Summary: Novel technology allows researchers to understand how a fruit fly’s brain processes color.
Source: University of Minnesota
Through the development of new technology, University of Minnesota researchers have developed a method that allows scientists to understand how a fruit fly’s brain responds to seeing color. Prior to this, being able to determine how a brain responds to color was limited to humans and animals with slower visual systems. A fruit fly, when compared to a human, has a visual system that is five times faster. Some predatory insects see ten times faster than humans.
“If we can understand how seeing color affects the brain, we will be able to better understand how different animals react to certain stimuli,” said Trevor Wardill, the study’s lead author and assistant professor in the College of Biological Sciences.
“In doing so, we will know what interests them most, how it impacts their behavior, and what advantages different color sensitivities may give to an individual’s or a species’ survival.”
Published in Scientific Reports, Wardill and Rachel Feord—a University of Cambridge Ph.D. student in Wardill’s laboratory—developed the new approach by:
- developing a filter-based optics system for a two-photon microscope that divided the visible spectrum in a way that allowed the fruit flies to see light without interfering with the brain imaging by partnering Semrock, an optical filter manufacturer;
- testing high-speed projectors and screen materials to identify a screen that maintained a near-constant brightness of each wavelength band at all points of the screen from UV to red light; and
- producing transgenic fly strains of the fruit fly (Drosophila melanogaster) that differed in one or more of the following ways: screening pigment density, photoreceptor function and calcium activity indicator.
Through this, researchers developed a method that allows for a fly to be presented with more than 50 different types of high intensity wavelength bands across the visual spectrum, while allowing for simultaneous, uninterrupted brain imaging with maximum sensitivity (i.e., able to collect photons for the full imaging duty cycle) when compared to previous methods.
As a result of this testing, they found strain-specific sensitivities to colors among the fruit flies, with orange-eyed flies exhibiting a decreased sensitivity to light in the blue range and increased sensitivity in the green range when compared to their red-eyed counterparts.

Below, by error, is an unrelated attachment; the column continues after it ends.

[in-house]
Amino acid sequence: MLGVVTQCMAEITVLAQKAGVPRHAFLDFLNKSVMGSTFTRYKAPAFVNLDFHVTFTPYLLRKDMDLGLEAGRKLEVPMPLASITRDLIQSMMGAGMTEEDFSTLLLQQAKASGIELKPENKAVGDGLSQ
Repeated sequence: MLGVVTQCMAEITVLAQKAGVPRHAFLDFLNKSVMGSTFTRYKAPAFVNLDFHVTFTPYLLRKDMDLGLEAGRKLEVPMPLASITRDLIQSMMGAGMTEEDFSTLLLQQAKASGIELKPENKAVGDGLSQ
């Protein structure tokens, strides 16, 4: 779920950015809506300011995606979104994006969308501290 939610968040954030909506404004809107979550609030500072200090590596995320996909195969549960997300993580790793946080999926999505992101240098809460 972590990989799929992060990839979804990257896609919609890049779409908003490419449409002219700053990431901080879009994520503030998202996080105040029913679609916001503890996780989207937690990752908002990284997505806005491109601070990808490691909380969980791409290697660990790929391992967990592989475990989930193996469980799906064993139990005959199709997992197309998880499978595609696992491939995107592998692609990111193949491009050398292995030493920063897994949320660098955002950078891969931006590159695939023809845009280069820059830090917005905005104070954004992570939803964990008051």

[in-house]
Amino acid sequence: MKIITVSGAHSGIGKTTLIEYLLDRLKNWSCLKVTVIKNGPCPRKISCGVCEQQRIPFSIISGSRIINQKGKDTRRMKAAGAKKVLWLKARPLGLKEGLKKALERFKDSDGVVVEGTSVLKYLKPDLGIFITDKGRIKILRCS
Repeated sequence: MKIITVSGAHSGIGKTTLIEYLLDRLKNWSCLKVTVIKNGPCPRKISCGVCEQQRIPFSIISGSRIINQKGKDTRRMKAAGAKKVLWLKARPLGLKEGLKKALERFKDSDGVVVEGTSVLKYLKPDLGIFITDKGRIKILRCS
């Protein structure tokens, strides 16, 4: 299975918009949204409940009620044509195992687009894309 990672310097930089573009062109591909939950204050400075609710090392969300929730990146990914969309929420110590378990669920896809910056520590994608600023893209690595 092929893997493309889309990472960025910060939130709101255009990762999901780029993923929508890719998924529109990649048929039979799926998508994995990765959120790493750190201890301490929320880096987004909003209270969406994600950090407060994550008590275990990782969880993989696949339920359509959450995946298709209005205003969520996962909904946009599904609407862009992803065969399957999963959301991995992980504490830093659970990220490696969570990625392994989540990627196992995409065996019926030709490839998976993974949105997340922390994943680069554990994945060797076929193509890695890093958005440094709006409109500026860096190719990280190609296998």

“This work brings us one step closer to understanding which neurons react to which colors, the next step toward understanding how color sensitivities affect behavior and what advantages, if any, it can give an individual or species,” said Wardill.
About this visual processing research article
Garvan Institute of Medical Research
Press Office – University of Minnesota
The image is in the public domain.
Original Research: Open access
“A novel setup for simultaneous two-photon functional imaging and precise spectral and spatial visual stimulation in Drosophila” by Rachael C. Feord et al. Scientific Reports.
A novel setup for simultaneous two-photon functional imaging and precise spectral and spatial visual stimulation in Drosophila
Motion vision has been extensively characterised in Drosophila melanogaster, but substantially less is known about how flies process colour, or how spectral information affects other visual modalities. To accurately dissect the components of the early visual system responsible for processing colour, we developed a versatile visual stimulation setup to probe combined spatial, temporal and spectral response properties. Using flies expressing neural activity indicators, we tracked visual responses in the medulla, the second visual neuropil, to a projected colour stimulus. The introduction of custom bandpass optical filters enables simultaneous two-photon imaging and visual stimulation over a large range of wavelengths without compromising the temporal stimulation rate. With monochromator-produced light, any spectral bandwidth and centre wavelength from 390 to 730 nm can be selected to produce a narrow spectral hue. A specialised screen material scatters each band of light across the visible spectrum equally at all locations of the screen, thus enabling presentation of spatially structured stimuli. We show layer-specific shifts of spectral response properties in the medulla correlating with projection regions of photoreceptor terminals.